THE CONCLUSION OF PART 1 WAS THAT CODE COULD ENABLE A MORE REGULABLE CYberspace and that this is cause for concern. The conclusion of the last chapter was that code could enable a more regulable regime of intellectual property, and again, that this is cause for concern. In both cases, code resets a traditional balance between freedom and constraint, and we need to ask whether the new balance is consistent with our tradition or with how we want the space to be.
With "privary," the story is a bit different. Here the code has already upset a traditional balance. It has already changed the control that individuals have over facts about their private lives. The question now is: Could code re-create something of that traditional balance? I argue that it can. 1
There's a story from early MUD history that will introduce this debate about privacy. 2 You recall that MUDs are text-based virtual realities where people build characters and those characters come to represent who their creators are. In the early history of MUDs the community of MUDers was relatively small, and certain characters became well known across MUD communities. Famous characters became known to everyone.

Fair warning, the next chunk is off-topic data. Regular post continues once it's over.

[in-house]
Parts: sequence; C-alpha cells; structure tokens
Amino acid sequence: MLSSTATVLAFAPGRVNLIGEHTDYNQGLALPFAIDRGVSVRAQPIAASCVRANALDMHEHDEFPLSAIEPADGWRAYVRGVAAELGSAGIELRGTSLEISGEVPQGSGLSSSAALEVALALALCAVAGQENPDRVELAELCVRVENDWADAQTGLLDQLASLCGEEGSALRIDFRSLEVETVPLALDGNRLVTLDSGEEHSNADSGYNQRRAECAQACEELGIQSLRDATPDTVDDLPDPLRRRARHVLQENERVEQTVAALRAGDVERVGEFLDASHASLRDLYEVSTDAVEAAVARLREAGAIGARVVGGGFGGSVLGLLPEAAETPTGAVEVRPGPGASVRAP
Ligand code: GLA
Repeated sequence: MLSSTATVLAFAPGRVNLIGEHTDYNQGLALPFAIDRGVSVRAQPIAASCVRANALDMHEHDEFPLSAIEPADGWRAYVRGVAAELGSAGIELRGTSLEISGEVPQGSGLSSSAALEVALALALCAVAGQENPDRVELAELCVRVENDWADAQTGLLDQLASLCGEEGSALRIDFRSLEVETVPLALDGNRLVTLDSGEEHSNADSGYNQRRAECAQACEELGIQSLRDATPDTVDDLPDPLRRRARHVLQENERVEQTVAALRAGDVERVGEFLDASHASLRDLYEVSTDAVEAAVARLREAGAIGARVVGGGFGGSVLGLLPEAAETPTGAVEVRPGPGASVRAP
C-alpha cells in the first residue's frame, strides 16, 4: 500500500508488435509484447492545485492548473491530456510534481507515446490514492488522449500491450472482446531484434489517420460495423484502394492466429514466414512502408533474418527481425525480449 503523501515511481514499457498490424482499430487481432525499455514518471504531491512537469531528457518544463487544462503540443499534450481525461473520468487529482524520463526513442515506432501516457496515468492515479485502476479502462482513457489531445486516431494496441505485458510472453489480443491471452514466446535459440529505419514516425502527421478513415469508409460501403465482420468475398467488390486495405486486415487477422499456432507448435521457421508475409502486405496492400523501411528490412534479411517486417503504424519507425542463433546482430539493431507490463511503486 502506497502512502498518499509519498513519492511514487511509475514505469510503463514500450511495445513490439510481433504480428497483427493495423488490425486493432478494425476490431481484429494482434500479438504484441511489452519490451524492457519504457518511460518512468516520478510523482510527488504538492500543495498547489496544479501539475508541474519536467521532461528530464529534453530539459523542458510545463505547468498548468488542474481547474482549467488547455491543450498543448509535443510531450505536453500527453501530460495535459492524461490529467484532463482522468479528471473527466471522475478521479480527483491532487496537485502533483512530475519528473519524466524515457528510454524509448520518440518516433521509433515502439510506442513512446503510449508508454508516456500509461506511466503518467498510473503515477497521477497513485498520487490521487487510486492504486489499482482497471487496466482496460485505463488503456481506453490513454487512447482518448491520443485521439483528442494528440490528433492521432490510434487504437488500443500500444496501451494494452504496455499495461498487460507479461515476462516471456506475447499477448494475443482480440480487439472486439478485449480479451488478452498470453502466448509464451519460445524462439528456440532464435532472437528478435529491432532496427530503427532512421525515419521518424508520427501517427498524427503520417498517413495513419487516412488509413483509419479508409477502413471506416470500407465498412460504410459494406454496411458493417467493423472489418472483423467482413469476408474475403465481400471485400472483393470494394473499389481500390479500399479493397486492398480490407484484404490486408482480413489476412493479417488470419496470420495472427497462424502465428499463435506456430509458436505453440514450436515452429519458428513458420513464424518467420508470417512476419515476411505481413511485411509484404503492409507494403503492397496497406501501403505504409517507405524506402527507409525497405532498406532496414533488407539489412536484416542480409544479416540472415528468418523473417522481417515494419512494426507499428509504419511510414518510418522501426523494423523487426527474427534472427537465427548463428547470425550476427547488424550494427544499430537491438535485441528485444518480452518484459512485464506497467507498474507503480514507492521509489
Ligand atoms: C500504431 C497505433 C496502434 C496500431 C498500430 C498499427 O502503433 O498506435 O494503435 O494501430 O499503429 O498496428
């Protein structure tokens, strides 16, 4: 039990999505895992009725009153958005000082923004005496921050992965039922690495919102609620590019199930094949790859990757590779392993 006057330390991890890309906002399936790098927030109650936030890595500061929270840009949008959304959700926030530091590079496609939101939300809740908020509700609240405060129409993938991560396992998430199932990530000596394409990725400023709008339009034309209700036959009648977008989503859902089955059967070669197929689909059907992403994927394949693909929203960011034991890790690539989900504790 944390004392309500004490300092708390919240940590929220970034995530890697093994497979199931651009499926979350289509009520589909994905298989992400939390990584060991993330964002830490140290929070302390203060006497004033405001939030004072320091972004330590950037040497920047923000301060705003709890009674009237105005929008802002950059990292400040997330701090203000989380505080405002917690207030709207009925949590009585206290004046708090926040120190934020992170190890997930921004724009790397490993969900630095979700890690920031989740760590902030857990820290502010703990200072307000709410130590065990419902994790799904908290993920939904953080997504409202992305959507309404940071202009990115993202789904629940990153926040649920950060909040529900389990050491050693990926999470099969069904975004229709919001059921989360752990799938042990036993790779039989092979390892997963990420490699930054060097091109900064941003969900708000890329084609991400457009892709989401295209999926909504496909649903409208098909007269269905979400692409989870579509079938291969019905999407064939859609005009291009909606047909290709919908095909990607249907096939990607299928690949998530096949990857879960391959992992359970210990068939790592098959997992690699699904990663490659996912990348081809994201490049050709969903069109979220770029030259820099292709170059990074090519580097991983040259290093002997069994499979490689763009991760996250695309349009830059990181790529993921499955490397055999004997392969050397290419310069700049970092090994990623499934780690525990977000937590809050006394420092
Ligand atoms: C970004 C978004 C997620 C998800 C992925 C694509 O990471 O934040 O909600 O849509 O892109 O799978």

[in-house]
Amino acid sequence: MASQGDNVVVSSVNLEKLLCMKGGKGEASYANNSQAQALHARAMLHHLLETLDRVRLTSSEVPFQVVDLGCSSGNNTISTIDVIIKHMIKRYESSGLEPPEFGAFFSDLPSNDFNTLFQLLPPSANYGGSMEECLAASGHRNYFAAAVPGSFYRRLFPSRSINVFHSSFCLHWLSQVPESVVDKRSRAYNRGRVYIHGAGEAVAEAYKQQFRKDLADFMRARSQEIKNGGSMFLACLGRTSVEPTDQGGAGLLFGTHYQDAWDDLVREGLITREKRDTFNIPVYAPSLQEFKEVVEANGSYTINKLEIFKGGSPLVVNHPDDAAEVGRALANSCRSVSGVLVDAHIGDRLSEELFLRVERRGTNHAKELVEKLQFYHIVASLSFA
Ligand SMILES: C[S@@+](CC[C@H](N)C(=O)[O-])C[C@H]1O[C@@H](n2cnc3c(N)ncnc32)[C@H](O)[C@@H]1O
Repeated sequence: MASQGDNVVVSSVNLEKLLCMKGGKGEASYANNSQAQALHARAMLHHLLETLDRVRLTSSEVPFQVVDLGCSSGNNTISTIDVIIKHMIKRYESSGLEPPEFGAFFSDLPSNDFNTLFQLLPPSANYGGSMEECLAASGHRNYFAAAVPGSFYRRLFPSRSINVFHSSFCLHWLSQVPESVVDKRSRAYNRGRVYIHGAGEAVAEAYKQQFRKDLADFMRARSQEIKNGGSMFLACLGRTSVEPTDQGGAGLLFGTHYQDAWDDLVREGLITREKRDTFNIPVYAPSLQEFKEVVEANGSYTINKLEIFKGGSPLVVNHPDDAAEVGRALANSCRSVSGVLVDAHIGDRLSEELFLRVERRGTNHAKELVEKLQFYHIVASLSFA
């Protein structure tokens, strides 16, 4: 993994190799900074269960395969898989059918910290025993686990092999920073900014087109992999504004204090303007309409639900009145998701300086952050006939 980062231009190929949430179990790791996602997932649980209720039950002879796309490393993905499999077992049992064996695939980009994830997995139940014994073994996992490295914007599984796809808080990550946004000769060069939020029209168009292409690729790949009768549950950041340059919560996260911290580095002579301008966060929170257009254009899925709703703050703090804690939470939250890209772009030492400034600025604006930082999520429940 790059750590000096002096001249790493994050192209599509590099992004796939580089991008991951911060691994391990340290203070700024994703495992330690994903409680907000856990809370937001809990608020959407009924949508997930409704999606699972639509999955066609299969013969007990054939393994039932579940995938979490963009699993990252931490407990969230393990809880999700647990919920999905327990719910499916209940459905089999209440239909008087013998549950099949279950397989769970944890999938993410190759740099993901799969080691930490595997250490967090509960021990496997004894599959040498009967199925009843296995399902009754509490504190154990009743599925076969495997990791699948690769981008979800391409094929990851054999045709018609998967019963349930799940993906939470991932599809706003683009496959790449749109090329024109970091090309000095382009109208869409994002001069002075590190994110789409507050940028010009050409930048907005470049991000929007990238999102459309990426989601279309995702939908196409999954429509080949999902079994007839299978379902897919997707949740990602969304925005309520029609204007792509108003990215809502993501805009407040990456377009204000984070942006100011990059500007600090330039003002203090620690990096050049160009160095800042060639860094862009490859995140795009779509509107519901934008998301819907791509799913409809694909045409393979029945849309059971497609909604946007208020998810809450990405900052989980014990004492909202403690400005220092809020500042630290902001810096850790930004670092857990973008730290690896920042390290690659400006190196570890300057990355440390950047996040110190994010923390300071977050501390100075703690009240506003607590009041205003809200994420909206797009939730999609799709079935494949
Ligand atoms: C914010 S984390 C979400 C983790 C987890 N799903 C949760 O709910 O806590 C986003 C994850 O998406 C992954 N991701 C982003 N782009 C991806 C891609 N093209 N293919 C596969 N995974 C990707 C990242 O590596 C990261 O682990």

There is a behavior in MUDs and MOOs called "tinySex"—text-based virtual sex in which (at least) two people talk through a sexual encounter. Sometimes this talking is just talk. Sometimes something more is going on. But in any case, tinySex is a significant part of the history of MUDs, as its cognates are in other parts of cyberspace and in real space as well. 3
In an early and prominent MUD, there appeared a character who was particularly interested in tinySex, and especially in tinySex with famous MUD characters. This character (a man in real space) "was" a woman, and he proceeded to "seduce" (tinySeduce?) a string of famous characters. Off they would go to some "private room" and engage in a tinySex affair. Many famous MUDers were seduced by this character, who engaged in quite a bit of tinySex.
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Publication information: Book title: Code:And Other Laws of Cyberspace. Contributors: Lawrence Lessig - Author. Publisher: Basic Books. Place of publication: New York. Publication year: 1999. Page number: Not available.
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